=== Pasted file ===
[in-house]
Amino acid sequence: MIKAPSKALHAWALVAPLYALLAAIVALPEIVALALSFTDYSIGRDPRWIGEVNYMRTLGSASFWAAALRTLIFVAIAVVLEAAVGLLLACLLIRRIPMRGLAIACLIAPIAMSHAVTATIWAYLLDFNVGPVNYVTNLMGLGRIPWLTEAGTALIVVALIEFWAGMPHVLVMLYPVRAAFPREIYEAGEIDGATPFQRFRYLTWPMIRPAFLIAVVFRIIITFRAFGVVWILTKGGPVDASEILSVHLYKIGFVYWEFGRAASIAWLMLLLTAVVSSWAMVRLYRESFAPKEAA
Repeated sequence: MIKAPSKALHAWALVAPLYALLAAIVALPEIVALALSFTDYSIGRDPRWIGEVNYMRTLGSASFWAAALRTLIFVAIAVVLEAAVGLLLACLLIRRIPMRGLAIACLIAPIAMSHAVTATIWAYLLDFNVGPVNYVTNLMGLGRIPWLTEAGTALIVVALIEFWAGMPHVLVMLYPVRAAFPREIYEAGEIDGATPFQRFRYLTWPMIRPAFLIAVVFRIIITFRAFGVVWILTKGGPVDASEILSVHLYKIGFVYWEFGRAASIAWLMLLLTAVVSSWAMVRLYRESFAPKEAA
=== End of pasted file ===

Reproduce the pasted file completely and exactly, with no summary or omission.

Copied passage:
[in-house]
Amino acid sequence: MIKAPSKALHAWALVAPLYALLAAIVALPEIVALALSFTDYSIGRDPRWIGEVNYMRTLGSASFWAAALRTLIFVAIAVVLEAAVGLLLACLLIRRIPMRGLAIACLIAPIAMSHAVTATIWAYLLDFNVGPVNYVTNLMGLGRIPWLTEAGTALIVVALIEFWAGMPHVLVMLYPVRAAFPREIYEAGEIDGATPFQRFRYLTWPMIRPAFLIAVVFRIIITFRAFGVVWILTKGGPVDASEILSVHLYKIGFVYWEFGRAASIAWLMLLLTAVVSSWAMVRLYRESFAPKEAA
Repeated sequence: MIKAPSKALHAWALVAPLYALLAAIVALPEIVALALSFTDYSIGRDPRWIGEVNYMRTLGSASFWAAALRTLIFVAIAVVLEAAVGLLLACLLIRRIPMRGLAIACLIAPIAMSHAVTATIWAYLLDFNVGPVNYVTNLMGLGRIPWLTEAGTALIVVALIEFWAGMPHVLVMLYPVRAAFPREIYEAGEIDGATPFQRFRYLTWPMIRPAFLIAVVFRIIITFRAFGVVWILTKGGPVDASEILSVHLYKIGFVYWEFGRAASIAWLMLLLTAVVSSWAMVRLYRESFAPKEAA